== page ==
References in classic literature ?
To tell the truth, Kory-Kory's mother was the only industrious person in all the valley of Typee; and she could not have employed herself more actively had she been left an exceedingly muscular and destitute widow, with an inordinate ate supply of young children, in the bleakest part of the civilized world.
It affords you then an inordinate amount of self-esteem.
Brooke's miscellaneous invitations seemed to belong to that general laxity which came from his inordinate travel and habit of taking too much in the form of ideas.
We were not fighters like them; we were cunning and cowardly, and it was because of our cunning and cowardice, and our inordinate capacity for fear, that we survived in that frightfully hostile environment of the Younger World.
It was the spirits and the intelligence, combined with inordinate roguishness, that made him what he was.
I am not learned enough to trace the influence of that life in making him what he is; but I think I can see the result in an over-excited imagination, and I fancy I can trace his exhibiting his power over the poor cousin and his singing of that wonderful song to no more formidable cause than inordinate self-conceit.
And what was a cocktail--one cocktail--to me who on so many occasions for so many years had drunk inordinate quantities of stiffer stuff and been unharmed?
I have not seen her myself, and therefore cannot give you a particular account of her person and conversation, and so forth; but, if the old lady's eulogies are correct, you will find her to possess all desirable qualifications for her position: an inordinate love of children among the rest.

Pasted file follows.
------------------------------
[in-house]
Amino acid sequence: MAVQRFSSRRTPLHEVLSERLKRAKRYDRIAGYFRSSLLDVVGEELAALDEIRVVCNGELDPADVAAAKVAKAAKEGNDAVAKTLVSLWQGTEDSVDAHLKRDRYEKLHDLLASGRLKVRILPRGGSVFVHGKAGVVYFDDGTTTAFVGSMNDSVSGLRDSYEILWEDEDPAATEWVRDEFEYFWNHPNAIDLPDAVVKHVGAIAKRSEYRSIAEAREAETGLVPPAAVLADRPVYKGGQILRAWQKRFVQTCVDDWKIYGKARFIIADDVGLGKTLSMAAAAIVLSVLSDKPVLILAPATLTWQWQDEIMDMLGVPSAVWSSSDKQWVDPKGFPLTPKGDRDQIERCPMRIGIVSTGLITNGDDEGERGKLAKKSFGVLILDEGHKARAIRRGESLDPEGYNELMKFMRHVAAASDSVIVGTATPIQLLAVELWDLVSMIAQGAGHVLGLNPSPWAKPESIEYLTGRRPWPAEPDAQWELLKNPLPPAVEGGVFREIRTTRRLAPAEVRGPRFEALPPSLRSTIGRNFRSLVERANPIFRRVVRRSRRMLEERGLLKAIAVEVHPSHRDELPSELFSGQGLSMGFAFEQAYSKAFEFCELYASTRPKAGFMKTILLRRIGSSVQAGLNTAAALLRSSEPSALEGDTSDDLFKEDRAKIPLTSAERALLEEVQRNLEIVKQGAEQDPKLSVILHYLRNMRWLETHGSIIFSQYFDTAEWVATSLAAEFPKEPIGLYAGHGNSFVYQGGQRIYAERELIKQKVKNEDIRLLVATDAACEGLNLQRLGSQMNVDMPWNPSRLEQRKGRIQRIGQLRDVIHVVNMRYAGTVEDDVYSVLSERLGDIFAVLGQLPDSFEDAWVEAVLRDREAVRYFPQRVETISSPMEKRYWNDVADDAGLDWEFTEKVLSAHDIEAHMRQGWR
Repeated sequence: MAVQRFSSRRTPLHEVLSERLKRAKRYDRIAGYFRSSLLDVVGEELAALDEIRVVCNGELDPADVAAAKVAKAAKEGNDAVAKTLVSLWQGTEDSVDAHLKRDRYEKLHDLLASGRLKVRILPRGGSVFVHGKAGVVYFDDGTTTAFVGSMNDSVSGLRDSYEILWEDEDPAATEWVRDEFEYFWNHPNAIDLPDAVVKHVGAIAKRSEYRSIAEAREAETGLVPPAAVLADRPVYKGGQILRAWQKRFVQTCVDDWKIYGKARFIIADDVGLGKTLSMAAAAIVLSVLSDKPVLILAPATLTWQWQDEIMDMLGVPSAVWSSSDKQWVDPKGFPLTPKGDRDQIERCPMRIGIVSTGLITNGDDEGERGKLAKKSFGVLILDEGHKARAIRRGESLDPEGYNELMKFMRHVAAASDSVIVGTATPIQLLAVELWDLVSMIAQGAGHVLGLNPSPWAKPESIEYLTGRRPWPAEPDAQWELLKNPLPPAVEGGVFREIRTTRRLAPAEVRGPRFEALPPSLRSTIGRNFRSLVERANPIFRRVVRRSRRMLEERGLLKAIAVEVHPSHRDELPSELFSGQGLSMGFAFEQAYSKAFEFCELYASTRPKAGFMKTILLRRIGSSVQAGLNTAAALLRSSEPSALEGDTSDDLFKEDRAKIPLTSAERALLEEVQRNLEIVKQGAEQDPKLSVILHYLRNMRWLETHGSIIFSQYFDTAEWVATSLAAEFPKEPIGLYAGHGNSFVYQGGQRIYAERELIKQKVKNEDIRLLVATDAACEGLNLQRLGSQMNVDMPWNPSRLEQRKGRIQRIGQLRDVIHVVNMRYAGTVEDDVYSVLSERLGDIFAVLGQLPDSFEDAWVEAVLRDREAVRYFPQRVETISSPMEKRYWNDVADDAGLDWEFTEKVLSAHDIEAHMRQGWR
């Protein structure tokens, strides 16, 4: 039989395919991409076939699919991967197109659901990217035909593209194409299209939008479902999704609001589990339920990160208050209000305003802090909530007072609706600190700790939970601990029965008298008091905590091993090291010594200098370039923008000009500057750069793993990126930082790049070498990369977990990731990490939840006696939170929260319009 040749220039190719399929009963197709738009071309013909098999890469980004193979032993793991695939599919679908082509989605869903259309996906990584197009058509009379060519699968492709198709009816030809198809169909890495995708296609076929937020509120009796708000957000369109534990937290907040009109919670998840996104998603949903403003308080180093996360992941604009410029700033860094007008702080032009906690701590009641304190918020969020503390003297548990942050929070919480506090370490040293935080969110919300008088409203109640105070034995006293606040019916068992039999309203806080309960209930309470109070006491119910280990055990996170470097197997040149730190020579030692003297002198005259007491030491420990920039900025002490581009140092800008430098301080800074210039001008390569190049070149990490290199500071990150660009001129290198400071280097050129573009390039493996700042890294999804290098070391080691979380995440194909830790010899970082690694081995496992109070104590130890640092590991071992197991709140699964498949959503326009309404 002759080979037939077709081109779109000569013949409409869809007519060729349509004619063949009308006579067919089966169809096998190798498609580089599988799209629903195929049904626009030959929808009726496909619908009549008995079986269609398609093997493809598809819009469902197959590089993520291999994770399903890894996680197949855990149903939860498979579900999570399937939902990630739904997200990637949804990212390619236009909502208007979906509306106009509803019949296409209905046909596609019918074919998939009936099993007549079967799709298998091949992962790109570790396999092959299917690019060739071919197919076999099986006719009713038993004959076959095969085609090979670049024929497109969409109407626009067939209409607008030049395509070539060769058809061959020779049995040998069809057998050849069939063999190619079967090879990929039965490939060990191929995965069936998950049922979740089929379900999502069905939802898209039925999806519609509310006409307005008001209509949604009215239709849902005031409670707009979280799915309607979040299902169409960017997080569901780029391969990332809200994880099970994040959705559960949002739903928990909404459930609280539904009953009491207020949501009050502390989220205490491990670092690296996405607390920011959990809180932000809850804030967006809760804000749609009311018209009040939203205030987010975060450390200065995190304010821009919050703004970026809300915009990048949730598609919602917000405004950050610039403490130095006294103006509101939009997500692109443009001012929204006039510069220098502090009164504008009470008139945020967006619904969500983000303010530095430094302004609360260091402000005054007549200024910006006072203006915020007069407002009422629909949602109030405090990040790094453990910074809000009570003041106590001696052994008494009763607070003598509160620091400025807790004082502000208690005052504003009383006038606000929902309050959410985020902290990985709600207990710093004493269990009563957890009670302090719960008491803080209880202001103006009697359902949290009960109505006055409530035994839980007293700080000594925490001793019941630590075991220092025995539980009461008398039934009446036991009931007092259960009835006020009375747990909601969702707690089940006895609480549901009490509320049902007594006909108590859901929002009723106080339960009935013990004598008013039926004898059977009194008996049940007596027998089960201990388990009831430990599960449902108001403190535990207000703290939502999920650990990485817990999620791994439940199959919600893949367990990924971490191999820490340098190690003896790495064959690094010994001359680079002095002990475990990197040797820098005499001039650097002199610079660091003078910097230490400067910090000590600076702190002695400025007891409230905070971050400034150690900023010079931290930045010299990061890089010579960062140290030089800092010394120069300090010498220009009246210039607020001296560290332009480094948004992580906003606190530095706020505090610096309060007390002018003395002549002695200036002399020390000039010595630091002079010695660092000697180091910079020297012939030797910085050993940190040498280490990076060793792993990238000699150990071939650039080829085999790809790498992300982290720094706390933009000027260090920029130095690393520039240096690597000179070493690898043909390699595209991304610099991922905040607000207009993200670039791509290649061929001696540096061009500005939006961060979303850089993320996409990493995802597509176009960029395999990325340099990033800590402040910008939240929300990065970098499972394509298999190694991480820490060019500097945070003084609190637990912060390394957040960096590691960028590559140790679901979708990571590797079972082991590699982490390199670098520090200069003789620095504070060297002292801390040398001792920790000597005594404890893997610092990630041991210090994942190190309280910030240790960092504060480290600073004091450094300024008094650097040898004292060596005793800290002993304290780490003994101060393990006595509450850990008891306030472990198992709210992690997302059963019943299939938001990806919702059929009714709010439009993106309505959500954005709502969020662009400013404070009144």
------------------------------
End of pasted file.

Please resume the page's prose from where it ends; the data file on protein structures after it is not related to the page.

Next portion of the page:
Being now provided with all the necessaries of life, I betook myself once again to study, and that with a more inordinate application than I had ever done formerly.
his pronounced histrionic tendencies, his dissembling powers, his inordinate vanity, his equivocalness, his falseness.
I have wealth - great wealth I suppose I should say; an inordinate curiosity, a talent for intrigue.
an immensely fat old woman, with an inordinate appetite for butcher's meat, and a mysterious leg which had now refused to get out of bed for fourteen years) contrived the marriage, at a period when Sparsit was just of age, and chiefly noticeable for a slender body, weakly supported on two long slim props, and surmounted by no head worth mentioning.